Emotional Biases

Loss-aversion bias arises from feeling more pain from a loss than pleasure from an equal gain. Kahneman and Tversky focused on the difference in how we feel when we win or lose and how that affects our readiness to take risk. They found that individuals’ willingness to take a gamble (risk) was very different when facing a loss or a gain.

Value Function of Loss Aversion

Overconfidence bias occurs when market participants overestimate their own intuitive ability or reasoning. It can show up as illusion of knowledge where they think they do a better job of predicting than they actually do. Combined with self-attribution bias, individuals will take personal credit when things go right (self-enhancing) but blame others or circumstances for failure (self-protecting). While it is both cognitive and emotional, it is more emotional in nature because it is difficult for most individuals to correct and is rooted in the desire to feel good.

Self-control bias occurs when individuals lack self-discipline and favor immediate gratification over long-term goals. Self-control bias is evident when there is a conflict between short-term satisfaction and long-term goals. Often, individuals are not prepared to make short-term sacrifices to meet their long-term goals. The tendency for individuals to favor small payoffs now compared to larger payoffs in the future is known as hyperbolic discounting.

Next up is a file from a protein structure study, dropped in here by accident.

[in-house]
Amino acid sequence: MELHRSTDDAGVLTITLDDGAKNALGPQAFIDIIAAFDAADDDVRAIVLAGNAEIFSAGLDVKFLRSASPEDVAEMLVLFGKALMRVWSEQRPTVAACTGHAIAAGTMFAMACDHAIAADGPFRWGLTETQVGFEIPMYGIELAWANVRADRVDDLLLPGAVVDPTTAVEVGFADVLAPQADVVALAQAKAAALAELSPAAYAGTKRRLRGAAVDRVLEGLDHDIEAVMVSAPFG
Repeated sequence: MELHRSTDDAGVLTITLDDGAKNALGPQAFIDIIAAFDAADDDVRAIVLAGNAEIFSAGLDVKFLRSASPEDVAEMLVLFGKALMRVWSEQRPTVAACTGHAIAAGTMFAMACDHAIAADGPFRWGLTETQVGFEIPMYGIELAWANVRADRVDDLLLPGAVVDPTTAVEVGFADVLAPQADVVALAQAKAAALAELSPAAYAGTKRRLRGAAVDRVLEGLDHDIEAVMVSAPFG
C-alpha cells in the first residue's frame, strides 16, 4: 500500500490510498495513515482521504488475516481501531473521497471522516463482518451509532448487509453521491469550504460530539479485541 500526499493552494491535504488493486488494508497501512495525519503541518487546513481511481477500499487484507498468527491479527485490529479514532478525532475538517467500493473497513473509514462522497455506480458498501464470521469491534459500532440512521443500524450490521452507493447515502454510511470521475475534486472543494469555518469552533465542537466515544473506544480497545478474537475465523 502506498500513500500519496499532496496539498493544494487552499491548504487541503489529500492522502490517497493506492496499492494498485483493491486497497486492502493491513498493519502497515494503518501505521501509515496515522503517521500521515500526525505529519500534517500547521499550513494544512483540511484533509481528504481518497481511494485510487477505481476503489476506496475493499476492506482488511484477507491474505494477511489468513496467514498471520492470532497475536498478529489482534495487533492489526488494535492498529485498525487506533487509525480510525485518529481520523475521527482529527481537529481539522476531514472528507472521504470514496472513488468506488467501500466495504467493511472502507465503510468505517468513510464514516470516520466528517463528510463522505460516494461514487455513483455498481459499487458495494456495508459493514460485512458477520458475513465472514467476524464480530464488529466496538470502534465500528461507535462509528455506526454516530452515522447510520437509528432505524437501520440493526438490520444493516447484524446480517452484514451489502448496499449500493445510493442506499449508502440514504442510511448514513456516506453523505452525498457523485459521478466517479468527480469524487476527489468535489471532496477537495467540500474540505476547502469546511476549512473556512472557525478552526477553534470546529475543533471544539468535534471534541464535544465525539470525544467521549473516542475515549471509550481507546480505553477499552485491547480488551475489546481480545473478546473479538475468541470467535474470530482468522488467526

Status quo bias occurs when comfort with the existing situation leads to an unwillingness to make changes. If investment choices include the option to maintain existing choices, or if a choice will happen unless the participant opts out; status quo choices become more likely. Status quo bias is caused by the interaction of loss aversion bias, endowment bias, and regret aversion bias.

Endowment bias occurs when an asset is felt to be special and more valuable simply because it is already owned.

Regret-aversion bias occurs when market participants do nothing out of excess fear that actions could be wrong. They attach undue weight to actions of commission (doing something) and don’t consider actions of omission (doing nothing). Their sense of regret and pain is stronger for acts of commission.

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